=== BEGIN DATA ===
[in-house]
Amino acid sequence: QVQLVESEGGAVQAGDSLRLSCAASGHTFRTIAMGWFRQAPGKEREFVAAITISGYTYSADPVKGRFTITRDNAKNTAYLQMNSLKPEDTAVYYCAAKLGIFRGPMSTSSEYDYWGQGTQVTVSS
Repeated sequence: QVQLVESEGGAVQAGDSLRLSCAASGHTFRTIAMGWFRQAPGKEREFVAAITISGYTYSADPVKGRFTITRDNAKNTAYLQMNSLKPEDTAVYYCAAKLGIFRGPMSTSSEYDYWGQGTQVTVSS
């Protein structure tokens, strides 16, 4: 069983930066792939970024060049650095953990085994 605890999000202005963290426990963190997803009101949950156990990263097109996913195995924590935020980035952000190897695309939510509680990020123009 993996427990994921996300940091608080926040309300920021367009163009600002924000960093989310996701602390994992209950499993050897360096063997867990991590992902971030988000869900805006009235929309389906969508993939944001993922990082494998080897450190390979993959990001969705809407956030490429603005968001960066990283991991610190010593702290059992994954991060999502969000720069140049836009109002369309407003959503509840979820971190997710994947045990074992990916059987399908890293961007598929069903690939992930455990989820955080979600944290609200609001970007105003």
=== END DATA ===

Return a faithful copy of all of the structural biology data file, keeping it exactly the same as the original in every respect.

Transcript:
[in-house]
Amino acid sequence: QVQLVESEGGAVQAGDSLRLSCAASGHTFRTIAMGWFRQAPGKEREFVAAITISGYTYSADPVKGRFTITRDNAKNTAYLQMNSLKPEDTAVYYCAAKLGIFRGPMSTSSEYDYWGQGTQVTVSS
Repeated sequence: QVQLVESEGGAVQAGDSLRLSCAASGHTFRTIAMGWFRQAPGKEREFVAAITISGYTYSADPVKGRFTITRDNAKNTAYLQMNSLKPEDTAVYYCAAKLGIFRGPMSTSSEYDYWGQGTQVTVSS
């Protein structure tokens, strides 16, 4: 069983930066792939970024060049650095953990085994 605890999000202005963290426990963190997803009101949950156990990263097109996913195995924590935020980035952000190897695309939510509680990020123009 993996427990994921996300940091608080926040309300920021367009163009600002924000960093989310996701602390994992209950499993050897360096063997867990991590992902971030988000869900805006009235929309389906969508993939944001993922990082494998080897450190390979993959990001969705809407956030490429603005968001960066990283991991610190010593702290059992994954991060999502969000720069140049836009109002369309407003959503509840979820971190997710994947045990074992990916059987399908890293961007598929069903690939992930455990989820955080979600944290609200609001970007105003």